Jaro Education answers, “Why is India’s Labour Force Participation Rate plummeting?”

According to the Centre for Monitoring Indian Economy (CMIE), more than half of Indians who have legal working age don’t want any job. These millions of people are exiting the labour force and this critical issue is morphing into a greater threat.

The recent data collected by CMIE shows a massive decline of 40% in India’s Labour Force Participation Rate (LFPR) from the already low figures of 47% in 2016. The figures clearly indicate more than half of the population in the working-age group has made up its mind to stay out of the employment sector and the big reason to worry is the constant increase in these figures.

What does LFPS stand for?

LFPR is simply the percentage of people in the labour force (including those working or seeking or available for work). It shows the number of people seeking work or working and is expressed as a percentage of the total population. It determines the figures of the country’s working-age population, which is either working or actively seeking.

What are the major reasons behind India’s constantly declining LFPR?

People no longer looking for jobs in the country can be considered one of the biggest crises. It can be a major threat to India’s demographic dividend. Although, the centre has been in denial mode for a long time to accept there is a serious structural lag in India’s employment sector. But this frightening picture of LFPR’s every-declining figures counts the many flaws of the system. Whether it is frustration with the lack of good jobs or anything else, the government must need to point out the real reasons very soon and will have to take immediate and necessary steps to improve India’s LFPR once again. Here, we are going to discuss some major explanations for the drop in workforce participation.

  1. Lack of Jobs having Desirable Status

The capable job seekers in India are under frustation. The nation’s economic growth has failed to produce the level of jobs that suit their status. When people do not get the job for what they are looking for, they tend to withdraw themselves from the labour market.

  1. Approach to find own source of livelihood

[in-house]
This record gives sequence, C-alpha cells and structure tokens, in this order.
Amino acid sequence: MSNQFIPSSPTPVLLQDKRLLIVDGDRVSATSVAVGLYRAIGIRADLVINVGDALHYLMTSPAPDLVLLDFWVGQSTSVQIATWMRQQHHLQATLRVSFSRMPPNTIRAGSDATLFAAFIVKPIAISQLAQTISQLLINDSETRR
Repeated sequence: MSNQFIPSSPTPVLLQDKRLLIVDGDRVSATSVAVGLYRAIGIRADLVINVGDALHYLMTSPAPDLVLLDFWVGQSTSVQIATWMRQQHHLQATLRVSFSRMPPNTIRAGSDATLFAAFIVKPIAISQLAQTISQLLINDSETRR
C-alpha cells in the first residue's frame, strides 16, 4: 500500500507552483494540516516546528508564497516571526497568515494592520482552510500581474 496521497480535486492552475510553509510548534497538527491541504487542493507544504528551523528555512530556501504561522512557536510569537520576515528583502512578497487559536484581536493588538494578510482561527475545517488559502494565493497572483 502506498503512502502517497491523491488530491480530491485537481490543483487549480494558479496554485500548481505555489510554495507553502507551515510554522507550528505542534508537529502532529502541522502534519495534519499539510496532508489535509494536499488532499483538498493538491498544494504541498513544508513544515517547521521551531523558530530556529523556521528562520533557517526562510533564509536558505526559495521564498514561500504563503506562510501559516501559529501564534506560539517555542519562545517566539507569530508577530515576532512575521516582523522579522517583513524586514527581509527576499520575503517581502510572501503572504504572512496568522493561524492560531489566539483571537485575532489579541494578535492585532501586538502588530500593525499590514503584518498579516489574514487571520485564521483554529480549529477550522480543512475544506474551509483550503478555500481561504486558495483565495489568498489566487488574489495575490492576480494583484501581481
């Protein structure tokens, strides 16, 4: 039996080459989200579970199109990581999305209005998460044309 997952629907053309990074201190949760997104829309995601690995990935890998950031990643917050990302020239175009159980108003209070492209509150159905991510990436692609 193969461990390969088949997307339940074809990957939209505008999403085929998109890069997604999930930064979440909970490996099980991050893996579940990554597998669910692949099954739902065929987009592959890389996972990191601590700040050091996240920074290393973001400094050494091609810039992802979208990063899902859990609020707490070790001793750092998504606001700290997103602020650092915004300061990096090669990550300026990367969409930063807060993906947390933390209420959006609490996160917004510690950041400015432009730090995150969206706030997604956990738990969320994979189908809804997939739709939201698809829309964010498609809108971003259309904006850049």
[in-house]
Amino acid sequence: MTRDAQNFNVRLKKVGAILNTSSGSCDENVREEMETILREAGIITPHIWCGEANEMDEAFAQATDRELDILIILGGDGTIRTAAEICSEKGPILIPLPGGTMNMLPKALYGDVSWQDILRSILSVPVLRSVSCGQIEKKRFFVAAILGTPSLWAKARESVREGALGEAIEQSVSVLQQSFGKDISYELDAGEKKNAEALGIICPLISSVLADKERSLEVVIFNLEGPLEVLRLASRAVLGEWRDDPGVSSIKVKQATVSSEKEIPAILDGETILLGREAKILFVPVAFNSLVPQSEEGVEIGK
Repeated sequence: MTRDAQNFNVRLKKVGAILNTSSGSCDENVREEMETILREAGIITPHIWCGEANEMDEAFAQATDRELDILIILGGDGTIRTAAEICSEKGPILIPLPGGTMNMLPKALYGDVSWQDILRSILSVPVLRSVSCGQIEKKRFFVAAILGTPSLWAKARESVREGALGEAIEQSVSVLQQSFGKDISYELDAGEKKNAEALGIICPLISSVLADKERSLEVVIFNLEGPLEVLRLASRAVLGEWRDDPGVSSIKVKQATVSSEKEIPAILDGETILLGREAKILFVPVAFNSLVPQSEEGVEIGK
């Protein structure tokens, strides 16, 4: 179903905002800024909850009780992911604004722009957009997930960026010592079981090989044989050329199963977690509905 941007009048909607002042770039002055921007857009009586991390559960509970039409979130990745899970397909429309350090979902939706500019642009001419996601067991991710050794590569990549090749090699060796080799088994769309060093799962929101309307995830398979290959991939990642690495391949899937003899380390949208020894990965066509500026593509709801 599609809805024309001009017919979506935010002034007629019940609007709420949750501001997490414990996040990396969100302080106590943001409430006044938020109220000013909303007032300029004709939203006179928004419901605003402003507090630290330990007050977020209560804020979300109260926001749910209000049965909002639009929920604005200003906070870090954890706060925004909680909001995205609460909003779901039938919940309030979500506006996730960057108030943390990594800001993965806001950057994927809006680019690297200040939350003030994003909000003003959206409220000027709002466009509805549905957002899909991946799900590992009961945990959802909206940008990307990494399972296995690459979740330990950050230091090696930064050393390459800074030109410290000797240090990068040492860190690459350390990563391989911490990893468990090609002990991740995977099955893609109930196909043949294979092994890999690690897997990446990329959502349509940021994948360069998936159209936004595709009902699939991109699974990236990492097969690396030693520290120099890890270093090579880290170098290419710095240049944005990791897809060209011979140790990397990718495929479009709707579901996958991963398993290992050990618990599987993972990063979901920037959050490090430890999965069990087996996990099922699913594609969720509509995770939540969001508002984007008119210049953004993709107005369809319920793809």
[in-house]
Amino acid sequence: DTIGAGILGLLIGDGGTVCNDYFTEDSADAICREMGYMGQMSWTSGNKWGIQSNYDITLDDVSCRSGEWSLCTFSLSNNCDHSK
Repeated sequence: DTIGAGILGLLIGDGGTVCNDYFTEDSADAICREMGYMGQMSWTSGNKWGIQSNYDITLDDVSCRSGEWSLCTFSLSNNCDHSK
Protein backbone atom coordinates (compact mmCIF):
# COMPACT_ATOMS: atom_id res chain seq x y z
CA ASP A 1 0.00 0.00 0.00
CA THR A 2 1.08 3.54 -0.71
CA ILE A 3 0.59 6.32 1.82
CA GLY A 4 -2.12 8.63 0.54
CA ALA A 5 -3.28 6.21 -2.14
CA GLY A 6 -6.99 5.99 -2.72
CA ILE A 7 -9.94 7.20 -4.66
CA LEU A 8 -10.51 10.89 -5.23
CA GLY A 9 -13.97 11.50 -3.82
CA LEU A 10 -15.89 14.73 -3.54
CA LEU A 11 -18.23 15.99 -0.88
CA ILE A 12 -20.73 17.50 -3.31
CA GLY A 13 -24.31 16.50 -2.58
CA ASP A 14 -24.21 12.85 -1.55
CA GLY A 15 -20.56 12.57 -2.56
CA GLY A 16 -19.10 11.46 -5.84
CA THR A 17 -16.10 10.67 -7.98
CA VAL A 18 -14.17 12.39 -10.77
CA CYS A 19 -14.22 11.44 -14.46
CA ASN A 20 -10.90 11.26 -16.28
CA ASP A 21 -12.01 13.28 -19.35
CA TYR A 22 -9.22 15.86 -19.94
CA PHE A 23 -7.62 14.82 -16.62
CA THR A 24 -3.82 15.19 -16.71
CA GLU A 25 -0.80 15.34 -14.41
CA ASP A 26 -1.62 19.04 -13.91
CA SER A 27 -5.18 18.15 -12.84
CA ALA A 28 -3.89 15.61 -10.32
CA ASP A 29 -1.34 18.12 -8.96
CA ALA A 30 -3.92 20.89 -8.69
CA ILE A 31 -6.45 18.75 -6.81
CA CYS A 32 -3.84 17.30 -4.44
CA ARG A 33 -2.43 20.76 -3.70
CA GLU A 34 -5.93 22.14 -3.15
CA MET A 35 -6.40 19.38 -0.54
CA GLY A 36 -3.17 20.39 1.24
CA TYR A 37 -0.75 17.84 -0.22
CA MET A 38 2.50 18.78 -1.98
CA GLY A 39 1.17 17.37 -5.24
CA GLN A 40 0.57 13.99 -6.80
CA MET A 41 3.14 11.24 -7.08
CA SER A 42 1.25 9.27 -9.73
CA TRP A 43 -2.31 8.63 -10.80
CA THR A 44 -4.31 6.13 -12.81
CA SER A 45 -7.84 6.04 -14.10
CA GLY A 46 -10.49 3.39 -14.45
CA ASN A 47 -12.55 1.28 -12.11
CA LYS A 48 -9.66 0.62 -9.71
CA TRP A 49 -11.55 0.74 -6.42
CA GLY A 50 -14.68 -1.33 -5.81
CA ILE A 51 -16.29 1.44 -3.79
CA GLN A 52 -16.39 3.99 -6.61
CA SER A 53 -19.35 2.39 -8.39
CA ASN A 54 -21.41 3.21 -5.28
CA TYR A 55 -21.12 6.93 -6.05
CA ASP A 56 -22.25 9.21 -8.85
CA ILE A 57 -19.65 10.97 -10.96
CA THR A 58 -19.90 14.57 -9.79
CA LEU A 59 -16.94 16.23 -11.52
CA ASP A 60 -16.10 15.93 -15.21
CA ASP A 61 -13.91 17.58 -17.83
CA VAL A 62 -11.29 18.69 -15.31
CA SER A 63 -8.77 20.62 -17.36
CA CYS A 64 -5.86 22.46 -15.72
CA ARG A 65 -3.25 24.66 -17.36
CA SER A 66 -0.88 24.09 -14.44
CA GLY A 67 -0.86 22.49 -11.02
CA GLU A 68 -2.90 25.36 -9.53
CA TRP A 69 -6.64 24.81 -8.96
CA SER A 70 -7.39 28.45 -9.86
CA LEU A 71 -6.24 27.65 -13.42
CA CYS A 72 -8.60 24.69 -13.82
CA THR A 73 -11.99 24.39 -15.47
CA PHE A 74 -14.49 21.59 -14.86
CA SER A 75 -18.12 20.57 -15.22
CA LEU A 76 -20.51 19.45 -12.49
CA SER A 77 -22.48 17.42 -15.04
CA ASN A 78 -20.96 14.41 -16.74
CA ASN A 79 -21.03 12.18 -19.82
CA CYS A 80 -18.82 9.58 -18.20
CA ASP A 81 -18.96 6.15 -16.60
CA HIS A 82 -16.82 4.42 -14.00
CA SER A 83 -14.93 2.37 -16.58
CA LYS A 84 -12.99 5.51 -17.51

When someone keeps trying to get a job and doesn’t get any, then after a point, he/she decides to give up. Some of them try to find new ways to livelihood and think about the sources to start their own set-up. But that takes time and in surveys, they keep themselves out of the labour market.

  1. Educated but Unemployed

India should need to worry a lot about its educated, but yet unemployed, youth. The government is promoting both schooling and college education and the impact is clearly visible. A larger share of the population is attending schools and colleges. After completing their education, these young talents start finding the jobs of their liking and when they do not get it immediately, they decide to remain away from the labour market.

  1. Lack of Guidance in College Education

We don’t regret that India has achieved a high rank among the best countries which provide a quality college education. Yet, there are some colleges that failed to deliver a mediocre quality of education. This creates a lack of competence among the alumni.

Jaro Education sets examples of excellence in this field hence, lets the students know more about this leading EdTech pioneer. The government should take the necessary initiatives to improve the curriculum and infrastructure of the education system. There can be numerous challenges that need to overcome this issue. The most important one is to promote organizations that have set new standards in the field of higher education.

  1. Women’s Participation is Low

In India, women have always been discouraged to go out of the house. With a change in thoughts, the situation has not changed a lot and still, in rural areas, there are bigger challenges for women to participate in the labour force. In cities, where women get permission to go to work, they do not get jobs suited to their requirements. Also, it has become a narrative among Indian women and less than one out of 10 working age-women are even demanding to participate in the labour force.

In contrast, there is an immediate requirement to draft certain changes in the National Employment Policy. The government should also need to encourage more quality education in colleges. Aspirants also need to develop their skills and remain more alert and aware while choosing higher education alternatives. Please ignore rumours related to Jaro Education Fake and enquire only on the official website to get details for prestigious online higher education programmes.

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